Although these industries may seem on opposite ends of the spectrum, improving sales skills and improv comedy have more in common than you might think. Consider this: Professional selling is often far too extemporaneous and done with too little preparation. However, effective selling requires planning and authoritative execution. Something similar can be said when delivering an improv comedy routine.

I recently discovered this at a networking event centered around improv, which also featured the more traditional draws of a speaker and panel discussion. While this wasn’t my first exposure to improv, it was certainly the first time I had seen it in a business context.

I was skeptical and a bit wary. While humor can be useful as an icebreaker in networking, value typically comes from serious discussions about important, relevant topics. Why would I want to role-play fictional scenarios with people who may have a lot to offer from their actual, real lives? How much can one really learn from that?

To my surprise, the answer was quite a lot. The speaker shared key points about improv and took us through a series of exercises that were fun and revealing—which, coincidentally, are two words that can also describe great sales calls. The event reinforced my conviction that sales skills are intertwined with everyday life and taught me four fundamental concepts of improv.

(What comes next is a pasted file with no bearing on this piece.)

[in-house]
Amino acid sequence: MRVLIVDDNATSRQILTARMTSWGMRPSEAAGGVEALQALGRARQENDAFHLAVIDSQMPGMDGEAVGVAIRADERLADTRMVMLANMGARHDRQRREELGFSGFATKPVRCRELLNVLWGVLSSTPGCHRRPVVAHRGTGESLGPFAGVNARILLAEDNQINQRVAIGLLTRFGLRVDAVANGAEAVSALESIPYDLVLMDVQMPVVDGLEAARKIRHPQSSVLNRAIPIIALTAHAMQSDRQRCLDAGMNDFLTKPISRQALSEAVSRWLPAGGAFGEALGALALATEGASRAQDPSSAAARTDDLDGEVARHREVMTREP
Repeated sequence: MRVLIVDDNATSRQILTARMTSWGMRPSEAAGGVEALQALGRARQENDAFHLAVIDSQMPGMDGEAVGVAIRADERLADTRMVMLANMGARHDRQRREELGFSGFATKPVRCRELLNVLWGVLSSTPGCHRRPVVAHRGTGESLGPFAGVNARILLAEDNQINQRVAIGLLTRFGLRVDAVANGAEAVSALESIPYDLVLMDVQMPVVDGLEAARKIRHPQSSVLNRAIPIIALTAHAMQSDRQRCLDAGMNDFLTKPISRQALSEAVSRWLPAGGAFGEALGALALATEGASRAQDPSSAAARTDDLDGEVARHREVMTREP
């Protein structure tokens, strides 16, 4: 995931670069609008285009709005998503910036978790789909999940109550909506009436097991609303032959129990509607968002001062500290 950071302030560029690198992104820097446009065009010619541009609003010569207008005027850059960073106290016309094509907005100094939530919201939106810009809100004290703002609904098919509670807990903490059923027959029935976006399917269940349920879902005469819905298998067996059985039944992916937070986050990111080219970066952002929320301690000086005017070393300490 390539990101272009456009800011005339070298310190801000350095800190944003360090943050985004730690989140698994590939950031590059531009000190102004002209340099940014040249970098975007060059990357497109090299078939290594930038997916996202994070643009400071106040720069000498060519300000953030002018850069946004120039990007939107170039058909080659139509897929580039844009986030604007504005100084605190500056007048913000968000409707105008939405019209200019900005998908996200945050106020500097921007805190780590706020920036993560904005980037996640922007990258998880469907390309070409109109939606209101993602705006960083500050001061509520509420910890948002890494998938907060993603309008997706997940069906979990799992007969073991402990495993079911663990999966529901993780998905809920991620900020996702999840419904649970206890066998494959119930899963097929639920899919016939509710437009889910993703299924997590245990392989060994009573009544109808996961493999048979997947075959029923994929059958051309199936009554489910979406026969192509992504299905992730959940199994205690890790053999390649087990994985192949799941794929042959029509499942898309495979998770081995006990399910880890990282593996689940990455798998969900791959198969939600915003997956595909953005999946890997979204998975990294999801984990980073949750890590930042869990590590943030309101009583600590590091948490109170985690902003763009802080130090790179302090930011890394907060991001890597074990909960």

These four concepts are also valuable lessons for salespeople everywhere:

Agree and Say “Yes”

While it can sometimes seem nonsensical and freeform, improv is actually governed by a set of rules (the same can also be said of sales). Depending on who you ask, there’s a varying number, but some are universal. For example, every improv scene is predicated on agreeing and saying “yes”. This allows the improv team to extend the scenario and feed the storyline. The idea is to boost creativity, keep new possibilities open, and establish rapport.

Early in my sales career, I was taught to “agree with the customer” and just “say ‘yes’” for similar reasons. Saying ‘No, we can’t’ or disagreeing with prospects would stymie the momentum of the sales opportunity and threaten the possibility of a closed deal. However, I quickly learned that if you’re unable to satisfy customers’ needs, but you agree and say yes at the appropriate points in a sales conversation, the exchange will prove to be far more valuable to both buyer and seller.

When I heard “agree and say ‘yes’” during the improv session, what struck me was how differently we view this today. If you truly believe you can help a customer, it’s important to agree and say “yes.” Maintaining the relationship and supporting their goals is one of the best ways to build rapport with prospects. However, taking this approach also underscores the supreme importance of understanding the root cause of our customers’ actions, challenges or aspirations. By agreeing, saying yes and working through your customers' frustrations, you may even help them realize a problem they weren’t aware of.

Don't Block